^^ Yeah this. ^^I dunno.. just me perhaps. But you got the Rubicon. Use the Rubicon. I didn't buy my Jeep to be a pavement princess (no offense to those who have). The rig can take it. Properly equipped and armored you should avoid most trail damage... though the most important tool for avoiding that is the one between your ears. Your $50k Jeep is far more likely to be hurt or meet its demise on the highways and byways than offroading.
I guess the question is would you spend more on a 2nd Jeep than you would on fixing any potential but not yet realized damage wheeling your JL?
Offroad it. I think what youd spend on another full jeep for offroading, you can just pay to have any scratches fixed.Hey guys,
I'm new to the offroading adventures but not to cars/ motor-sports in general. I have a 19 Rubicon 4 door that I have taken to 2 off road parks. This last weekend while on a level 3 (out of 5) I really felt I needed a lift and larger tires to maneuver over the rocks. Most guys had 4" lifts and 35-37 tires. There were several tight spots and close calls and I'm really shocked I didn't scratch up more stuff than I did.
I know I'm gona get the comments like "oh Jeeps are supposed to be scratched" and "That's what their used for".... But I'm seriously considering getting a 05-06 TJ rubicon or a 08-09 2 door Rubicon and save my 50k Jeep for cruising around and light fire roads.... I can pick one up for 10-15k with 35" tires and not have to cringe every time I get really close to sliding into a tree.
What I'm asking from the knowledgeable Jeep community out here is whats a better buy? I know the 3.8 is under powered but is it worth staying with a 10 year older TJ platform to get the 4.0?
QFT. I 'wheel w a guy in Moab who is die hard manual lover. I can't get him to see how much it hurts his 'wheeling on ledges because at some point if he's not going to make it he has to clutch it, almost always resulting in backward progress.Meh....pick whichever you like better. Both have their advantagesh/disadvantages.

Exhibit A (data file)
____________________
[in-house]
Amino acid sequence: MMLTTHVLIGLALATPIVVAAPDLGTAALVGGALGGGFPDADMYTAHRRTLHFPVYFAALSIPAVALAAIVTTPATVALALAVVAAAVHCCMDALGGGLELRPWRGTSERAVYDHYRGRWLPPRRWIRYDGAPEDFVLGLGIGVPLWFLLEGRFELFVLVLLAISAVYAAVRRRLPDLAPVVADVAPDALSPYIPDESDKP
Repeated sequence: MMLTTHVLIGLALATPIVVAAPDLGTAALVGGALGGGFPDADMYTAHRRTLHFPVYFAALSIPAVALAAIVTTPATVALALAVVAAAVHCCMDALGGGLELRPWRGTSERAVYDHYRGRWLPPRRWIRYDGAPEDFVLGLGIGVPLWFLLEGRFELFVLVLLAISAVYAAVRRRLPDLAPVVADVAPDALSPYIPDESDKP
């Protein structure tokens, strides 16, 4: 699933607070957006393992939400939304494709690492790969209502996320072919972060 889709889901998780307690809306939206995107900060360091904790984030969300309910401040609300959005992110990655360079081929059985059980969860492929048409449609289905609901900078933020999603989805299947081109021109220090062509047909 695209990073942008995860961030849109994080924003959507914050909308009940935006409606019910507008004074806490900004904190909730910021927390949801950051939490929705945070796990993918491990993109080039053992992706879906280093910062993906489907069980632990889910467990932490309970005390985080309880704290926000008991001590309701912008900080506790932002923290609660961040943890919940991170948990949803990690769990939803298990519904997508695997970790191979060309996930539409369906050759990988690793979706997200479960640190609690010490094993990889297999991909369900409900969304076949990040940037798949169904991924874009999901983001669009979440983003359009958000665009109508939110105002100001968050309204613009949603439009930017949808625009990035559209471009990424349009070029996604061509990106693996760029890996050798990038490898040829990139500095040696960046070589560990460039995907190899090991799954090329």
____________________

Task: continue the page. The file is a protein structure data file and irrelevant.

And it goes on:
If you want longer wheelbase, get the JK 4 dr. It doesn't sound like you're going to fab a TJ (non-LJ) to the point where it's on 1Tons and is stretched to 110" WB...so if you are okay with a 94-100" WB, the TJ probably makes more sense mainly b/c it's smaller and fits down tighter trails better than the 2 dr JK....but has that really annoying low hanging belly pan.
It all depends on your uses too....need to haul 4 adults....get the JKU. Like to climb BIG waterfalls, JKU. Run really tight trails, JK 2dr or TJ. Need more interior room, JK.
I you're planning more extreme trails, I'd stay away from the manual.....even though I much prefer standard transmissions, as much as it pains me to say it....they don't work as well for bigger obstacles or vehicles without stupid deep gear boxes (like over 100:1)
I hear this a lot, but since I drive the vast majority of miles on-road, I went with the manual. I have not been wheeling with my Jeep yet (this weekend will be my first run, W00T!!) but regardless of how it is on the trails I am sure I'll be able to handle it. I just HATE (H-A-T-E) automatic transmissions.QFT. I 'wheel w a guy in Moab who is die hard manual lover. I can't get him to see how much it hurts his 'wheeling on ledges because at some point if he's not going to make it he has to clutch it, almost always resulting in backward progress.
An auto is like being able to track stand on a mtn bike while a manual forces you to clip out if you don't clean it.
I LOVE manuals in any other application but for 'wheeling they just don't work as well, no way around it.
I have never offroaded in anything but a manual. That includes rock crawling. You'll survive.I hear this a lot, but since I drive the vast majority of miles on-road, I went with the manual. I have not been wheeling with my Jeep yet (this weekend will be my first run, W00T!!) but regardless of how it is on the trails I am sure I'll be able to handle it. I just HATE (H-A-T-E) automatic transmissions.